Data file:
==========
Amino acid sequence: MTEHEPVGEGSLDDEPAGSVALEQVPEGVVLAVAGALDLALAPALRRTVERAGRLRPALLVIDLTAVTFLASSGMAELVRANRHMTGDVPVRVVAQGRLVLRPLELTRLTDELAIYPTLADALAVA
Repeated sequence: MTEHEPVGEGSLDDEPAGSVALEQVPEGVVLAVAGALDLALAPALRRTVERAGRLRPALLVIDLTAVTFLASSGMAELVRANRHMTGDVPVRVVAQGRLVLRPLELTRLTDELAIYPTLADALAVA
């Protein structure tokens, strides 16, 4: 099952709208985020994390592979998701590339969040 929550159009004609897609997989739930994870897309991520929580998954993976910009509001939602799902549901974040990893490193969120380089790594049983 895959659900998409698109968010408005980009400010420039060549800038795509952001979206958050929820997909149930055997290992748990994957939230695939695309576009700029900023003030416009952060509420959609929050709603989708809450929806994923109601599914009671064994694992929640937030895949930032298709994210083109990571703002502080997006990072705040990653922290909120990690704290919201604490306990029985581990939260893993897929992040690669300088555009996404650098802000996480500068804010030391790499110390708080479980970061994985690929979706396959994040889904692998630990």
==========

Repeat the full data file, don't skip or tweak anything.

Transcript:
Amino acid sequence: MTEHEPVGEGSLDDEPAGSVALEQVPEGVVLAVAGALDLALAPALRRTVERAGRLRPALLVIDLTAVTFLASSGMAELVRANRHMTGDVPVRVVAQGRLVLRPLELTRLTDELAIYPTLADALAVA
Repeated sequence: MTEHEPVGEGSLDDEPAGSVALEQVPEGVVLAVAGALDLALAPALRRTVERAGRLRPALLVIDLTAVTFLASSGMAELVRANRHMTGDVPVRVVAQGRLVLRPLELTRLTDELAIYPTLADALAVA
């Protein structure tokens, strides 16, 4: 099952709208985020994390592979998701590339969040 929550159009004609897609997989739930994870897309991520929580998954993976910009509001939602799902549901974040990893490193969120380089790594049983 895959659900998409698109968010408005980009400010420039060549800038795509952001979206958050929820997909149930055997290992748990994957939230695939695309576009700029900023003030416009952060509420959609929050709603989708809450929806994923109601599914009671064994694992929640937030895949930032298709994210083109990571703002502080997006990072705040990653922290909120990690704290919201604490306990029985581990939260893993897929992040690669300088555009996404650098802000996480500068804010030391790499110390708080479980970061994985690929979706396959994040889904692998630990």